Only in Japan

A photo shared by Japan Moments on Facebook is going viral as it encapsulates Japan’s altruistic society, like so many other small moments that go unnoticed.

The photo shows a handwritten note (in Japanese Kanji, of course,) and a 1000 yen note (about $7.50 as of this blog post) folded in such a way as to not blow away.

Here’s the photo below.

As the post explains, someone knocked over this stranger’s bike, broke their bike bell, and, the stranger, upon returning to his bike, found said note and money attached.

First, it’s important to know that while most Japanese residents lock their bikes, they often don’t lock them to anything.

Embed from Getty Images

Anyone without scruples can find an unlocked bike in Japan (which there are many), pick it up, and walk away with it.

Japan, however, is known for its low crime rates.

Simply put, people don’t steal.

As a result, their unlocked bikes can be easily knocked over, which is often the case given how crowded Japanese sidewalks can get.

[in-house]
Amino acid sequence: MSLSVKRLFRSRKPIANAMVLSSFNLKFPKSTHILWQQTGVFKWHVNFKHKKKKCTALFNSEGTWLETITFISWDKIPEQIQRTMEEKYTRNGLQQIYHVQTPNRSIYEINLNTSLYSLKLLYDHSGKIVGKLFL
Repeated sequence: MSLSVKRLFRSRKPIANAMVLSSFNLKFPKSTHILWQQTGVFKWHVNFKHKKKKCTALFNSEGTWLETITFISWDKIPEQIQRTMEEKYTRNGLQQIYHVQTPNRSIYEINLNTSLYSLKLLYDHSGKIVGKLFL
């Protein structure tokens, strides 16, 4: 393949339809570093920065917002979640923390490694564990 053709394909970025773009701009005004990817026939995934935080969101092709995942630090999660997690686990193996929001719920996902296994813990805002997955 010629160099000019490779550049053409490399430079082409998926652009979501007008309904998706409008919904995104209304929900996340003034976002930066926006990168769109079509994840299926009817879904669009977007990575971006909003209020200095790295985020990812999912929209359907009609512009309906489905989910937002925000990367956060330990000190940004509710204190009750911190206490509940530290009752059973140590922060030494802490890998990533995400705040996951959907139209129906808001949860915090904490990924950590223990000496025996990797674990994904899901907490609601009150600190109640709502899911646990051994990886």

I guarantee you the average person who knocked over and broke someone’s bike bell in the United States wouldn’t go through the trouble of leaving an apology, not to mention some money.

And why should they? It’s not their fault someone left their bike in such a way that would make it prone to falling over.

This, however, is Japan, where people naturally look out for each other.

And, the comments to the above post are testament to that.

Vickie Ayotte recalls how Costco Japan returned the pen they used to sign-up for their rewards card.

“Lived in Japan 3 years. Joining Costco, my husband and I were both filling out the paper work for our card, my husband used his own pen. When they delivered our goods to our apartment, the pen was wrapped up too.”

Sayuri Aoki commented how she lost but quickly found her diamond ring.

“I left a diamond ring in the ladies bathroom of a department store. I remembered on my way home on the train. I immediately called the store and described the ring and was told someone had turned it in to lost and found. Only in Japan.”

Honestly, if you have a couple of minutes, it’s worth reading through the comments.

It’s bittersweet seeing how society can be but often isn’t.

If you needed another reason to visit Japan, this is it.

Whereas you’d constantly worry about your belongings in less altruistic countries, such is not the case in the island nation.

Your belongings are so safe that, if someone accidentally damages your stuff, it won’t be uncommon if they apologize and even try to compensate you on the spot.

That’s just Japan.


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